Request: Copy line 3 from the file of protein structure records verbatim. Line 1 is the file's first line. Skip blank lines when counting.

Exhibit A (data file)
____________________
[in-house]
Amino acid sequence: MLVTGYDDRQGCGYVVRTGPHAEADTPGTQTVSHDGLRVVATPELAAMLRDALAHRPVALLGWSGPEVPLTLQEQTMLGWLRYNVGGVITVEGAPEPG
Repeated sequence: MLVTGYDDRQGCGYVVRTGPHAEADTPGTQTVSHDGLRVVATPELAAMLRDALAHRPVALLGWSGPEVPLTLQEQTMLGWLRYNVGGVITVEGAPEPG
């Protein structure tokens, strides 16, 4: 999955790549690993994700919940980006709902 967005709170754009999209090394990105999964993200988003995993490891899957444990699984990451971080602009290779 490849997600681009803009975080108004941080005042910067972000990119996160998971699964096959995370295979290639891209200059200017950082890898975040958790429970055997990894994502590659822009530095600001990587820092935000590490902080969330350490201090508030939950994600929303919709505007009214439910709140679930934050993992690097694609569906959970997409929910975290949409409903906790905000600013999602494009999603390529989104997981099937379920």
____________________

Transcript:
Repeated sequence: MLVTGYDDRQGCGYVVRTGPHAEADTPGTQTVSHDGLRVVATPELAAMLRDALAHRPVALLGWSGPEVPLTLQEQTMLGWLRYNVGGVITVEGAPEPG